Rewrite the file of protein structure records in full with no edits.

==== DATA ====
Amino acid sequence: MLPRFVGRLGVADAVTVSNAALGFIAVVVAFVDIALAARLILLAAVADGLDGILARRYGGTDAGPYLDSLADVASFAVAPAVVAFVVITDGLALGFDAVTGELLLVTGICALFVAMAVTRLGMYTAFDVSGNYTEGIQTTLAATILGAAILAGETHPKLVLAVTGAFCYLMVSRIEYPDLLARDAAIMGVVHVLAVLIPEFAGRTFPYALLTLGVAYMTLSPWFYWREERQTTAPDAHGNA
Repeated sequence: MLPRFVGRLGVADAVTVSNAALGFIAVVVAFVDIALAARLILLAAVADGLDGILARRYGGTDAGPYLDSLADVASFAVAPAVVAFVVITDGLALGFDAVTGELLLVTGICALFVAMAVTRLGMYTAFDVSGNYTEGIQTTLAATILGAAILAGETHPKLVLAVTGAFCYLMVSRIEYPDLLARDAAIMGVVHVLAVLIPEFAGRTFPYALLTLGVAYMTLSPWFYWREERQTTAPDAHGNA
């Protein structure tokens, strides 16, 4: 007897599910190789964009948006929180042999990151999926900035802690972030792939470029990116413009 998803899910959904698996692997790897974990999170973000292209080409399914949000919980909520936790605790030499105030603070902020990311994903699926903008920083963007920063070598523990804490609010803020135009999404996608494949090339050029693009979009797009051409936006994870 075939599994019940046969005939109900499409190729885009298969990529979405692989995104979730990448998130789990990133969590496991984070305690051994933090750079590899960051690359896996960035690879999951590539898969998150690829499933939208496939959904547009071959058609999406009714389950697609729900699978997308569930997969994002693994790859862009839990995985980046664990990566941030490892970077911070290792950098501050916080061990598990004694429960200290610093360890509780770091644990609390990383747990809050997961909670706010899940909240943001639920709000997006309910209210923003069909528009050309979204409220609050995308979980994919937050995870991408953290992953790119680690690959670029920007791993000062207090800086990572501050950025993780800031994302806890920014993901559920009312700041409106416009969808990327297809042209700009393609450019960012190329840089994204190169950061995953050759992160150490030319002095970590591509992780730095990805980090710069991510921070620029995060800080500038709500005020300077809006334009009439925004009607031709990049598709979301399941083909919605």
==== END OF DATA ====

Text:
Amino acid sequence: MLPRFVGRLGVADAVTVSNAALGFIAVVVAFVDIALAARLILLAAVADGLDGILARRYGGTDAGPYLDSLADVASFAVAPAVVAFVVITDGLALGFDAVTGELLLVTGICALFVAMAVTRLGMYTAFDVSGNYTEGIQTTLAATILGAAILAGETHPKLVLAVTGAFCYLMVSRIEYPDLLARDAAIMGVVHVLAVLIPEFAGRTFPYALLTLGVAYMTLSPWFYWREERQTTAPDAHGNA
Repeated sequence: MLPRFVGRLGVADAVTVSNAALGFIAVVVAFVDIALAARLILLAAVADGLDGILARRYGGTDAGPYLDSLADVASFAVAPAVVAFVVITDGLALGFDAVTGELLLVTGICALFVAMAVTRLGMYTAFDVSGNYTEGIQTTLAATILGAAILAGETHPKLVLAVTGAFCYLMVSRIEYPDLLARDAAIMGVVHVLAVLIPEFAGRTFPYALLTLGVAYMTLSPWFYWREERQTTAPDAHGNA
């Protein structure tokens, strides 16, 4: 007897599910190789964009948006929180042999990151999926900035802690972030792939470029990116413009 998803899910959904698996692997790897974990999170973000292209080409399914949000919980909520936790605790030499105030603070902020990311994903699926903008920083963007920063070598523990804490609010803020135009999404996608494949090339050029693009979009797009051409936006994870 075939599994019940046969005939109900499409190729885009298969990529979405692989995104979730990448998130789990990133969590496991984070305690051994933090750079590899960051690359896996960035690879999951590539898969998150690829499933939208496939959904547009071959058609999406009714389950697609729900699978997308569930997969994002693994790859862009839990995985980046664990990566941030490892970077911070290792950098501050916080061990598990004694429960200290610093360890509780770091644990609390990383747990809050997961909670706010899940909240943001639920709000997006309910209210923003069909528009050309979204409220609050995308979980994919937050995870991408953290992953790119680690690959670029920007791993000062207090800086990572501050950025993780800031994302806890920014993901559920009312700041409106416009969808990327297809042209700009393609450019960012190329840089994204190169950061995953050759992160150490030319002095970590591509992780730095990805980090710069991510921070620029995060800080500038709500005020300077809006334009009439925004009607031709990049598709979301399941083909919605």